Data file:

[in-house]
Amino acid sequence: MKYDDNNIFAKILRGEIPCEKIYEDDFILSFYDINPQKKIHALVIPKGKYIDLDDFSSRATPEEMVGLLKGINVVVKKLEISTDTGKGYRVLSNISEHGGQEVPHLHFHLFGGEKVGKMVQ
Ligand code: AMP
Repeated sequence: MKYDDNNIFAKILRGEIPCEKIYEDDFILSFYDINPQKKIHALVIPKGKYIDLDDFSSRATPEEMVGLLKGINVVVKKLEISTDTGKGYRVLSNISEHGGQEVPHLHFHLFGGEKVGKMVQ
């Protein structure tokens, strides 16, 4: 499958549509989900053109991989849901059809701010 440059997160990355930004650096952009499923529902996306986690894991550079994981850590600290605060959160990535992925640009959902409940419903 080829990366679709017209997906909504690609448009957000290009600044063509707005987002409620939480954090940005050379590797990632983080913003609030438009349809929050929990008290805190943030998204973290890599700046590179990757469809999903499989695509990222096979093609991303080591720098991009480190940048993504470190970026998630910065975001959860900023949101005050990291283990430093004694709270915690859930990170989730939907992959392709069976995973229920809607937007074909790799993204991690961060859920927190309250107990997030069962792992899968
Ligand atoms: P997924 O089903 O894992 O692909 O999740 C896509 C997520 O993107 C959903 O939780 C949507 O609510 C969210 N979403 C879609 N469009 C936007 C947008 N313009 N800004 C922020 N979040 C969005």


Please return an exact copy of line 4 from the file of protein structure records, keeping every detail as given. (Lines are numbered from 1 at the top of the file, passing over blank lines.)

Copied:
Repeated sequence: MKYDDNNIFAKILRGEIPCEKIYEDDFILSFYDINPQKKIHALVIPKGKYIDLDDFSSRATPEEMVGLLKGINVVVKKLEISTDTGKGYRVLSNISEHGGQEVPHLHFHLFGGEKVGKMVQ